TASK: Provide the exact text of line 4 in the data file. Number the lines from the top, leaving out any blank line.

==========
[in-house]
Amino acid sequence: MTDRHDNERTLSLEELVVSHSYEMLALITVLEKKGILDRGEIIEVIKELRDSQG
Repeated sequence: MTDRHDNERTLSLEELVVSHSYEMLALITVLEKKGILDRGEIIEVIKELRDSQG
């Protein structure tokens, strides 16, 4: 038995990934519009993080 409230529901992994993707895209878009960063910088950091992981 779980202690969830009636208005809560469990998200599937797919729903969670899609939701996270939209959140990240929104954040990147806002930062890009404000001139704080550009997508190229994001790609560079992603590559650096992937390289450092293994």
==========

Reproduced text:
């Protein structure tokens, strides 16, 4: 038995990934519009993080 409230529901992994993707895209878009960063910088950091992981 779980202690969830009636208005809560469990998200599937797919729903969670899609939701996270939209959140990240929104954040990147806002930062890009404000001139704080550009997508190229994001790609560079992603590559650096992937390289450092293994």